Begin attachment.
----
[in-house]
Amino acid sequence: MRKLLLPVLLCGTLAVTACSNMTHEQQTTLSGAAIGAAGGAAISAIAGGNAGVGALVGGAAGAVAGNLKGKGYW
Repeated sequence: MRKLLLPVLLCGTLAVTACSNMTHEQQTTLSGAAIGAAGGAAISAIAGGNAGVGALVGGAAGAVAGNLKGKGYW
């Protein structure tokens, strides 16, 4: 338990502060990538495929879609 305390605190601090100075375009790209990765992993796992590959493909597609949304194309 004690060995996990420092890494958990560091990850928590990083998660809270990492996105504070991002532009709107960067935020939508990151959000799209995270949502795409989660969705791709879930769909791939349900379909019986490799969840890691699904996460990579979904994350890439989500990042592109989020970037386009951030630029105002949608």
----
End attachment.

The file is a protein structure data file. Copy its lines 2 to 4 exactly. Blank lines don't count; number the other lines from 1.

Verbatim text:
Amino acid sequence: MRKLLLPVLLCGTLAVTACSNMTHEQQTTLSGAAIGAAGGAAISAIAGGNAGVGALVGGAAGAVAGNLKGKGYW
Repeated sequence: MRKLLLPVLLCGTLAVTACSNMTHEQQTTLSGAAIGAAGGAAISAIAGGNAGVGALVGGAAGAVAGNLKGKGYW
């Protein structure tokens, strides 16, 4: 338990502060990538495929879609 305390605190601090100075375009790209990765992993796992590959493909597609949304194309 004690060995996990420092890494958990560091990850928590990083998660809270990492996105504070991002532009709107960067935020939508990151959000799209995270949502795409989660969705791709879930769909791939349900379909019986490799969840890691699904996460990579979904994350890439989500990042592109989020970037386009951030630029105002949608």